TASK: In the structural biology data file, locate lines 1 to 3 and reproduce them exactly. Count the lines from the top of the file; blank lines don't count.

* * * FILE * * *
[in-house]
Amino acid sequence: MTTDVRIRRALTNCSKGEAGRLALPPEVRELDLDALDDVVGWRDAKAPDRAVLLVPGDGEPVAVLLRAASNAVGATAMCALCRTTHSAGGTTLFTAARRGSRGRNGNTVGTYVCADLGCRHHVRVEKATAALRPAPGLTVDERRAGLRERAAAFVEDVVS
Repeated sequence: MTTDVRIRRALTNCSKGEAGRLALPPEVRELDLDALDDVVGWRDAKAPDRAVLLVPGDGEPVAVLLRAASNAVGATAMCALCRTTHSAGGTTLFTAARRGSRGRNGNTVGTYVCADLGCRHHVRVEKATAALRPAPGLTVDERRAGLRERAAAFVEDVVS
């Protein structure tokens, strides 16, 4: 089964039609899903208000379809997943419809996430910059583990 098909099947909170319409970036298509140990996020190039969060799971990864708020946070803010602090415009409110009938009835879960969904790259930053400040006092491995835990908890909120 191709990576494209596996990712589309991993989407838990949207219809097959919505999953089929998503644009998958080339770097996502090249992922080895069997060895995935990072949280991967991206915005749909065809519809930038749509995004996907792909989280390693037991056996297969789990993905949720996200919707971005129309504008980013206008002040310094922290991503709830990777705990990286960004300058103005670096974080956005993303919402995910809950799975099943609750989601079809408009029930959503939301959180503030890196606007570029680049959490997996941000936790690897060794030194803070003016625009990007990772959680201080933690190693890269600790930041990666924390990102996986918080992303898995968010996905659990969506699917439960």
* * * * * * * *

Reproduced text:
[in-house]
Amino acid sequence: MTTDVRIRRALTNCSKGEAGRLALPPEVRELDLDALDDVVGWRDAKAPDRAVLLVPGDGEPVAVLLRAASNAVGATAMCALCRTTHSAGGTTLFTAARRGSRGRNGNTVGTYVCADLGCRHHVRVEKATAALRPAPGLTVDERRAGLRERAAAFVEDVVS
Repeated sequence: MTTDVRIRRALTNCSKGEAGRLALPPEVRELDLDALDDVVGWRDAKAPDRAVLLVPGDGEPVAVLLRAASNAVGATAMCALCRTTHSAGGTTLFTAARRGSRGRNGNTVGTYVCADLGCRHHVRVEKATAALRPAPGLTVDERRAGLRERAAAFVEDVVS